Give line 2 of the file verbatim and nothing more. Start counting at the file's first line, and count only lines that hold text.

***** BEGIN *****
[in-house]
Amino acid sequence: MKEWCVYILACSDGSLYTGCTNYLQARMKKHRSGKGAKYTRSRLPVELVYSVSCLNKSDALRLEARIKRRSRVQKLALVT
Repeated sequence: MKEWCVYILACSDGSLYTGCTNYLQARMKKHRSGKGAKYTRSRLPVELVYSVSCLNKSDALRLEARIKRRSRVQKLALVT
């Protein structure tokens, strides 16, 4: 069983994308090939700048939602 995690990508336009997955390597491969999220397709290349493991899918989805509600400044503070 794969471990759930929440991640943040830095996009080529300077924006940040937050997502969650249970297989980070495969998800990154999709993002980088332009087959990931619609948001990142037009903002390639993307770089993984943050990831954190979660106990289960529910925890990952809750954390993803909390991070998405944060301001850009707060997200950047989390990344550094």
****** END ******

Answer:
Amino acid sequence: MKEWCVYILACSDGSLYTGCTNYLQARMKKHRSGKGAKYTRSRLPVELVYSVSCLNKSDALRLEARIKRRSRVQKLALVT